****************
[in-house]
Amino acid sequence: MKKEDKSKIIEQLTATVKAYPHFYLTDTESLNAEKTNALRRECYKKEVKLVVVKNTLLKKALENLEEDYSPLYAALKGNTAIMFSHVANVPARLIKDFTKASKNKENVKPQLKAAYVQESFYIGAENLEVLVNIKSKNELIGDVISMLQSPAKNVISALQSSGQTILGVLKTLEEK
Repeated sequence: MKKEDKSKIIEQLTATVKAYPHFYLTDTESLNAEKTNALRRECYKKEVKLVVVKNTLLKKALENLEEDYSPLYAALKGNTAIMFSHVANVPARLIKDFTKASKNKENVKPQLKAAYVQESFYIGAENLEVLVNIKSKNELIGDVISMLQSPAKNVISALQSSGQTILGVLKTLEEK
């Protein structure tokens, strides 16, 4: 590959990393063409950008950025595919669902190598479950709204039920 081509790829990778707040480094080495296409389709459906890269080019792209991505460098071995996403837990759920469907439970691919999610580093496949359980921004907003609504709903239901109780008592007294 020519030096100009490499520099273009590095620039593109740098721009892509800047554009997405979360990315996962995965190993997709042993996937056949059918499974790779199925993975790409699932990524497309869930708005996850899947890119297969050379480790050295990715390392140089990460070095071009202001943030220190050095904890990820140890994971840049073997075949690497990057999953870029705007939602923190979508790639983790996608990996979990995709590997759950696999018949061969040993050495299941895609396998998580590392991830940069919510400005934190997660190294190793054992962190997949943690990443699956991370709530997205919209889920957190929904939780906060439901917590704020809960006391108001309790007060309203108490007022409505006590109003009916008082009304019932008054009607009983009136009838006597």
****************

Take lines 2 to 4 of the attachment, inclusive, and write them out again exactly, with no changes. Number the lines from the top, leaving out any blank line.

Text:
Amino acid sequence: MKKEDKSKIIEQLTATVKAYPHFYLTDTESLNAEKTNALRRECYKKEVKLVVVKNTLLKKALENLEEDYSPLYAALKGNTAIMFSHVANVPARLIKDFTKASKNKENVKPQLKAAYVQESFYIGAENLEVLVNIKSKNELIGDVISMLQSPAKNVISALQSSGQTILGVLKTLEEK
Repeated sequence: MKKEDKSKIIEQLTATVKAYPHFYLTDTESLNAEKTNALRRECYKKEVKLVVVKNTLLKKALENLEEDYSPLYAALKGNTAIMFSHVANVPARLIKDFTKASKNKENVKPQLKAAYVQESFYIGAENLEVLVNIKSKNELIGDVISMLQSPAKNVISALQSSGQTILGVLKTLEEK
């Protein structure tokens, strides 16, 4: 590959990393063409950008950025595919669902190598479950709204039920 081509790829990778707040480094080495296409389709459906890269080019792209991505460098071995996403837990759920469907439970691919999610580093496949359980921004907003609504709903239901109780008592007294 020519030096100009490499520099273009590095620039593109740098721009892509800047554009997405979360990315996962995965190993997709042993996937056949059918499974790779199925993975790409699932990524497309869930708005996850899947890119297969050379480790050295990715390392140089990460070095071009202001943030220190050095904890990820140890994971840049073997075949690497990057999953870029705007939602923190979508790639983790996608990996979990995709590997759950696999018949061969040993050495299941895609396998998580590392991830940069919510400005934190997660190294190793054992962190997949943690990443699956991370709530997205919209889920957190929904939780906060439901917590704020809960006391108001309790007060309203108490007022409505006590109003009916008082009304019932008054009607009983009136009838006597």